New Delhi: It has been
two years since a high court order, but the Delhi government is
yet to recruit permanent teachers for differently-abled children
in its schools.
On Sep 15, 2009, the court had directed the Delhi government, the
Municipal Corporation of Delhi (MCD) and New Delhi Municipal
Council (NDMC) to employ at least two special teachers on a
permanent basis for differently-abled children in each of their
schools. Around 3,000 schools are run by these bodies.
Responding to the court's directive, the government had set up a
recruitment board and created 926 posts for special teachers who
were to be appointed by January 2011. Besides that, MCD had also
announced the creation of 1,700 posts of special teachers.
However, the government and the civic agency have not appointed
even a single teacher on a permanent basis, says lawyer Ashok
Agarwal, in response to whose petition the high court had issued
"Those were just tall claims. Let alone hiring teachers, the
government has not yet issued an advertisement to invite
applications for the job," Agarwal told IANS.
"There is no cooperation between the government departments and
the matter is currently stuck with the Delhi Subordinate Services
Selection Board (DSSSB)," he said.
DSSSB is a Delhi government department which handles the
recruitment of staff in MCD, NDMC and government schools.
Currently, there are around 200,000 disabled children in the city,
of whom very few are enrolled in schools. And the number of those
studying in government, MCD and NDMC schools has dropped
significantly due to the absence of special teachers.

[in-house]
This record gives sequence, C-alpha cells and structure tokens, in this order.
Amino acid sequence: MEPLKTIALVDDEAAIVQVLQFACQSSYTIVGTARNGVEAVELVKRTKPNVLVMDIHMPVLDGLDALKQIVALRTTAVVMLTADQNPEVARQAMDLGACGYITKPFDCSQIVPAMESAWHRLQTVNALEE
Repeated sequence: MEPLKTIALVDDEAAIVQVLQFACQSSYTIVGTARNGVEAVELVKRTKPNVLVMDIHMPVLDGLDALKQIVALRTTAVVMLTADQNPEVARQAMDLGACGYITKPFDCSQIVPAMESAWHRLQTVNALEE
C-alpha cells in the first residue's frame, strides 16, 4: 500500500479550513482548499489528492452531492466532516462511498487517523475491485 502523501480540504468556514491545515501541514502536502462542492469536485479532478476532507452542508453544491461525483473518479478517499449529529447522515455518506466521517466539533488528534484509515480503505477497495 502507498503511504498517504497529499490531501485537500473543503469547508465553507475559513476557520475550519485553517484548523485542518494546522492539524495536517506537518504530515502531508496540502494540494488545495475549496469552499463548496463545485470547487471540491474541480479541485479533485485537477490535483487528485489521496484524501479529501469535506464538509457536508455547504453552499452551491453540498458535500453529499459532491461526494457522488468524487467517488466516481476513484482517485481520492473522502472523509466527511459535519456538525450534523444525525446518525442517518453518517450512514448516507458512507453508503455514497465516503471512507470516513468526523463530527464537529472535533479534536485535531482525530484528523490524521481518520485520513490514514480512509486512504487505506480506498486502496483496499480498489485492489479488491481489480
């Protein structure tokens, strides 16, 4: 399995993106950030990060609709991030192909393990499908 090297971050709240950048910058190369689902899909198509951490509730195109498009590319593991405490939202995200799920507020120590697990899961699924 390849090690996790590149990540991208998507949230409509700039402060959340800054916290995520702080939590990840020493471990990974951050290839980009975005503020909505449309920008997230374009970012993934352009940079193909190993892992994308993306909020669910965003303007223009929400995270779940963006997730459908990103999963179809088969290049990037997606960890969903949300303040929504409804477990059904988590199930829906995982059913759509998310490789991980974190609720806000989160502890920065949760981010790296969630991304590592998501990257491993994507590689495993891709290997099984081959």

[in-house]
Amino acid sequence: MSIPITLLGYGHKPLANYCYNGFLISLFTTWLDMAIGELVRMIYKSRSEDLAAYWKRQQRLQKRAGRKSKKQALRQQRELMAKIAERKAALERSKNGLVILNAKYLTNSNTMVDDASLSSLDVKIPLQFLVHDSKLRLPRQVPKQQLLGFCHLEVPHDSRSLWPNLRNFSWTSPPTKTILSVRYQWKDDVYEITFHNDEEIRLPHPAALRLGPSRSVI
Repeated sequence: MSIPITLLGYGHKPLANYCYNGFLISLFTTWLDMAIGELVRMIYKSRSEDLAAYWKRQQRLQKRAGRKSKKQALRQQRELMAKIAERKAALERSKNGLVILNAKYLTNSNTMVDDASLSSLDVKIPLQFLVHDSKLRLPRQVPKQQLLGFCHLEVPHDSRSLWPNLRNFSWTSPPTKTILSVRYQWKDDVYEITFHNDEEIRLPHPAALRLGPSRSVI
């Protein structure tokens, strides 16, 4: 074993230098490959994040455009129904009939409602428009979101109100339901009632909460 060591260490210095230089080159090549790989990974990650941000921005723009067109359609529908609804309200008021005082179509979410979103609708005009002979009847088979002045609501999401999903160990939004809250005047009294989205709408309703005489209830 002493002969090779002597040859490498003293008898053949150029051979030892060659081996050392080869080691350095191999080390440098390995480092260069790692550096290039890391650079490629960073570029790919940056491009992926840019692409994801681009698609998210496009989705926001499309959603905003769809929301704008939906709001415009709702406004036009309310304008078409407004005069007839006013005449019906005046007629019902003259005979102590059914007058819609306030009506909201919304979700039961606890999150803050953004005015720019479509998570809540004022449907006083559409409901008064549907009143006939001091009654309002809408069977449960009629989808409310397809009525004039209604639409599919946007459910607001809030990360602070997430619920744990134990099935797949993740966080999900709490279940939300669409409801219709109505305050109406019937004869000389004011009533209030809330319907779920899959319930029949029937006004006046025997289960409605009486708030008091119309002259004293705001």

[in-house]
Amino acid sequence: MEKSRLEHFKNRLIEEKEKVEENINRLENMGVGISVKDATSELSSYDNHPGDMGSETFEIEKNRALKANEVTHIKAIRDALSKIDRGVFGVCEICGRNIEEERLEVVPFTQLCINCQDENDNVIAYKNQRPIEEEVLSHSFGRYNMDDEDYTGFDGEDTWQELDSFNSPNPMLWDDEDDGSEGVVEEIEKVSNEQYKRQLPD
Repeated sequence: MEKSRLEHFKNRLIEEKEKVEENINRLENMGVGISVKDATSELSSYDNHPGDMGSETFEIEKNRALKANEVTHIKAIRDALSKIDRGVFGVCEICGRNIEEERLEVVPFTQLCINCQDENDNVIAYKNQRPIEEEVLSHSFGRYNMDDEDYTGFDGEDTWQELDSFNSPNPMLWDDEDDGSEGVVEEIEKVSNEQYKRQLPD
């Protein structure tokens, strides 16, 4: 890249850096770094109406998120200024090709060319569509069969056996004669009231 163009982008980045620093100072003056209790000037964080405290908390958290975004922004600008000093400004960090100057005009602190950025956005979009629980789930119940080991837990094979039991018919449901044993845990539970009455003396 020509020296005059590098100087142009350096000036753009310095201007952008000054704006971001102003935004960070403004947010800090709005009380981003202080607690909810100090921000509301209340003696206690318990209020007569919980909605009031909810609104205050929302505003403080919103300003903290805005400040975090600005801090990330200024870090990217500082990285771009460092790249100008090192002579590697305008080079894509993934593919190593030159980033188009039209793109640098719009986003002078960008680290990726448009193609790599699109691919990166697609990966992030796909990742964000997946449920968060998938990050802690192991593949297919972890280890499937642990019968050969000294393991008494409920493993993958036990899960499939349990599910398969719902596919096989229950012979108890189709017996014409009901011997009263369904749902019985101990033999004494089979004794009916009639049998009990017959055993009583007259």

The Delhi government, however, claimed this is not true. "We have
hired around 300 specially-trained teachers on a contractual basis
with a monthly salary of Rs.16,000," said R.P. Yadav, who is
deputy director of Delhi's Education Department for the north
"The process of recruiting permanent teachers is under way and
will be completed soon. Currently, around 25,000 disabled children
are studying in Classes 1 to 8 and over 7,000 in Classes 9 to 12
in our schools," he added.
However, MCD has not even created the posts for these special
teachers, let alone employing them.
"We have sent recruitment regulation to the Urban Development
Ministry and the matter for creating these posts is lying with the
ministry," said Ashok Sharma, assistant director with MCD's
"And we have hired some teachers on a contractual basis. Once we
get the confirmation we will advertise these posts," he added.
Agarwal, however, rubbished the claims, and said 300 teachers were
hired under the Sarva Shiksha Abhiyan scheme and they hardly ever
visited the schools.
He pointed out that even with the 300 teachers, the ratio stood at
an unimaginable 10 schools per teacher.
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